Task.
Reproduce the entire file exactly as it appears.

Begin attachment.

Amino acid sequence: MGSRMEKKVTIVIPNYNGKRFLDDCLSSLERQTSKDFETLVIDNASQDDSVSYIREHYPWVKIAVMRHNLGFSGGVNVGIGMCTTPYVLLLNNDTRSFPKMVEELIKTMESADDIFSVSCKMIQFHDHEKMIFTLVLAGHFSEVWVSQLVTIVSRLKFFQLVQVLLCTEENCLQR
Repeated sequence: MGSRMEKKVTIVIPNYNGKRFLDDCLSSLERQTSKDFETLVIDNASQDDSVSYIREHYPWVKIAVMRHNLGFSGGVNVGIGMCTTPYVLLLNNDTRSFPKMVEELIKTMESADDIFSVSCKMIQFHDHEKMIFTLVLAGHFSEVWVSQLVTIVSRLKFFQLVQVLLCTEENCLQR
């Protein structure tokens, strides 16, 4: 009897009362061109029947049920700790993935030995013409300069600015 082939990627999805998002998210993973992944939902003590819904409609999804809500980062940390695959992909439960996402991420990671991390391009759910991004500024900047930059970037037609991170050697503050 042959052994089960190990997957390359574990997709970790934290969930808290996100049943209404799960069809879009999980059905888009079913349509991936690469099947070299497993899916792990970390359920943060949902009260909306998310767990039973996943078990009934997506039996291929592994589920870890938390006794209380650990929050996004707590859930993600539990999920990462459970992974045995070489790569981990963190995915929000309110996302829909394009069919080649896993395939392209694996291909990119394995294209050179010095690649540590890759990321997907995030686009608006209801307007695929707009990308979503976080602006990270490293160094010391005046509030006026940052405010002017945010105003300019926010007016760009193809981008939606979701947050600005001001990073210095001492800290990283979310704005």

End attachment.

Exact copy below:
Amino acid sequence: MGSRMEKKVTIVIPNYNGKRFLDDCLSSLERQTSKDFETLVIDNASQDDSVSYIREHYPWVKIAVMRHNLGFSGGVNVGIGMCTTPYVLLLNNDTRSFPKMVEELIKTMESADDIFSVSCKMIQFHDHEKMIFTLVLAGHFSEVWVSQLVTIVSRLKFFQLVQVLLCTEENCLQR
Repeated sequence: MGSRMEKKVTIVIPNYNGKRFLDDCLSSLERQTSKDFETLVIDNASQDDSVSYIREHYPWVKIAVMRHNLGFSGGVNVGIGMCTTPYVLLLNNDTRSFPKMVEELIKTMESADDIFSVSCKMIQFHDHEKMIFTLVLAGHFSEVWVSQLVTIVSRLKFFQLVQVLLCTEENCLQR
């Protein structure tokens, strides 16, 4: 009897009362061109029947049920700790993935030995013409300069600015 082939990627999805998002998210993973992944939902003590819904409609999804809500980062940390695959992909439960996402991420990671991390391009759910991004500024900047930059970037037609991170050697503050 042959052994089960190990997957390359574990997709970790934290969930808290996100049943209404799960069809879009999980059905888009079913349509991936690469099947070299497993899916792990970390359920943060949902009260909306998310767990039973996943078990009934997506039996291929592994589920870890938390006794209380650990929050996004707590859930993600539990999920990462459970992974045995070489790569981990963190995915929000309110996302829909394009069919080649896993395939392209694996291909990119394995294209050179010095690649540590890759990321997907995030686009608006209801307007695929707009990308979503976080602006990270490293160094010391005046509030006026940052405010002017945010105003300019926010007016760009193809981008939606979701947050600005001001990073210095001492800290990283979310704005």